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Genetic Linkage

Milkweed Bug Genome Revealed

I'll admit that I have long admired the beauty of the large milkweed bug Oncopeltus fasciatus, without knowing anything about it. So I was pleased to read of the recent publication of its genome sequence, an effort undertaken by 83 researchers working as 27 teams in 10 nations. The findings are reported in Genome Biology.

 

Most of the 100+ insect species that have had their genomes sequenced are homometabolous, which means that they develop through several stages of larvae, metamorphose, and then burst from their cocoons looking completely different. (See "The Making of a Mutant" for a scintillating view of fruit fly larvae living in goop in a milk bottle.) Flies, beetles, wasps, and butterflies are among the homometabolous.

 

In contrast, milkweed bugs are hemimetabolous. The species of this group are less well represented among the sequenced, although they are more numerous. The juvenile stages of milkweed bugs are tiny, flightless versions of the adults, called nymphs, that have more orange.

 

The hemimetabolous insects have trademark mouthparts that pierce and suck, and include agricultural pests and vectors of human disease, like the kissing bugs that deliver Trypanosoma cruzi, the cause of Chagas' disease. A more familiar hemimetabolous insect is the bed bug Cimex lectularius.

 

The milkweed bug, so-named because it eats the bitter seeds of the milkweed plant Asclepias syriaca, joins many other insects and their arthropod cousins in having their genetic selves laid bare as part of the i5k project. The international consortium is sequencing the genomes of 5,000 arthropod species.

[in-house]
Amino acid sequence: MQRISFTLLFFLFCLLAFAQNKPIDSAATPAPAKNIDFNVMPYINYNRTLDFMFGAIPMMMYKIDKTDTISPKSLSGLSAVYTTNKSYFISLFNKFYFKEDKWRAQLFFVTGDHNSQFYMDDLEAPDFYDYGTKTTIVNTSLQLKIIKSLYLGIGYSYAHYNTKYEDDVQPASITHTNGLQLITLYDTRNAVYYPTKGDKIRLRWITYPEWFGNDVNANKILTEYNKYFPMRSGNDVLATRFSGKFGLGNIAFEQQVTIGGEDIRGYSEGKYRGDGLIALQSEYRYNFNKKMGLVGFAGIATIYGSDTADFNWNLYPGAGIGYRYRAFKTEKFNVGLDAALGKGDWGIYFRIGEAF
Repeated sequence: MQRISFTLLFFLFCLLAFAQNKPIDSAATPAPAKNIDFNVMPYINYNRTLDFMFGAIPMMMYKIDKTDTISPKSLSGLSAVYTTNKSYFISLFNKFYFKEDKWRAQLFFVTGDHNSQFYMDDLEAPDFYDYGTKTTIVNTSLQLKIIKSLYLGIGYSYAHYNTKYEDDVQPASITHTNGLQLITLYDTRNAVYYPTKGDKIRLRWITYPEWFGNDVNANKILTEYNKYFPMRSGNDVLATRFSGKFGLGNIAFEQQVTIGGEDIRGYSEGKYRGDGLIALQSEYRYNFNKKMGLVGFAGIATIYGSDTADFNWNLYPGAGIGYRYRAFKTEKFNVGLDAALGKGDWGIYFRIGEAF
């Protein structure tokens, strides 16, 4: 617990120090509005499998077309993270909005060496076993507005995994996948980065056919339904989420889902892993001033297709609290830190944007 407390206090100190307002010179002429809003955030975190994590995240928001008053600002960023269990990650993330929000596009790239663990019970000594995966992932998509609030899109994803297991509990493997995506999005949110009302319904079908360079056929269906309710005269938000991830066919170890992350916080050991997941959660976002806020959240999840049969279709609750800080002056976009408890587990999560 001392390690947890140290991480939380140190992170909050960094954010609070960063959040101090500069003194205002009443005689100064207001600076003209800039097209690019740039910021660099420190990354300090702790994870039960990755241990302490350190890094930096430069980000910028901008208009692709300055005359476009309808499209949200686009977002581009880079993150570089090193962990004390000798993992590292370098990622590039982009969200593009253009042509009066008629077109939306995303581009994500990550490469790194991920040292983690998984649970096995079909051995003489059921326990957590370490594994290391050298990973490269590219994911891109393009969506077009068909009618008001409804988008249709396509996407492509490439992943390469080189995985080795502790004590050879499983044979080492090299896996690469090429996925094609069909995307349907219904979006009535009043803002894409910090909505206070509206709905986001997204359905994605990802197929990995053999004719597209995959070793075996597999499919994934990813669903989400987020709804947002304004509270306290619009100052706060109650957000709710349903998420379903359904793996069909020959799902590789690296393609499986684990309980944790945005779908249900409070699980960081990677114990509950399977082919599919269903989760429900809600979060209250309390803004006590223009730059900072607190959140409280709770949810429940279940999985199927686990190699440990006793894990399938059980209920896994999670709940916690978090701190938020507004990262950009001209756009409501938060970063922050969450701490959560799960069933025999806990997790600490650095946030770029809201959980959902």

So far partial or complete genomes have been unveiled for, in alphabetical order, ants, aphids, bedbugs, bees, beetles, borers, cockroaches, crabs, crayfish, fleas, flies, lice, locusts, mealybugs, midges, mites, mosquitoes, pillbugs, psyllids, scorpions, shrimp, spiders, stinkbugs, ticks, wasps, weevils, worms, the delightful-sounding snowberry maggot and meadow spittlebug, and a pretty butterfly called a Glanville fritillary.

 

To continue reading, go to DNA Science, my blog at Public Library of Science.

 

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Cataracts and Amyloid Beta: Early Marker and New Drug Target?

 

I've just had cataract surgeries, so I wasn't thrilled to find a new report in the Proceedings of the National Academy of Sciences comparing the protein glitch behind them to the one behind Alzheimer's. Fortunately the similarity is only in how the proteins fold.

 

The amyloid beta buildup of cataracts could be an early marker that might eventually allow drug treatment to replace surgery. Too late for me, but that could be great news for the more than 18 million people worldwide  blinded by cataracts because they can't get surgery.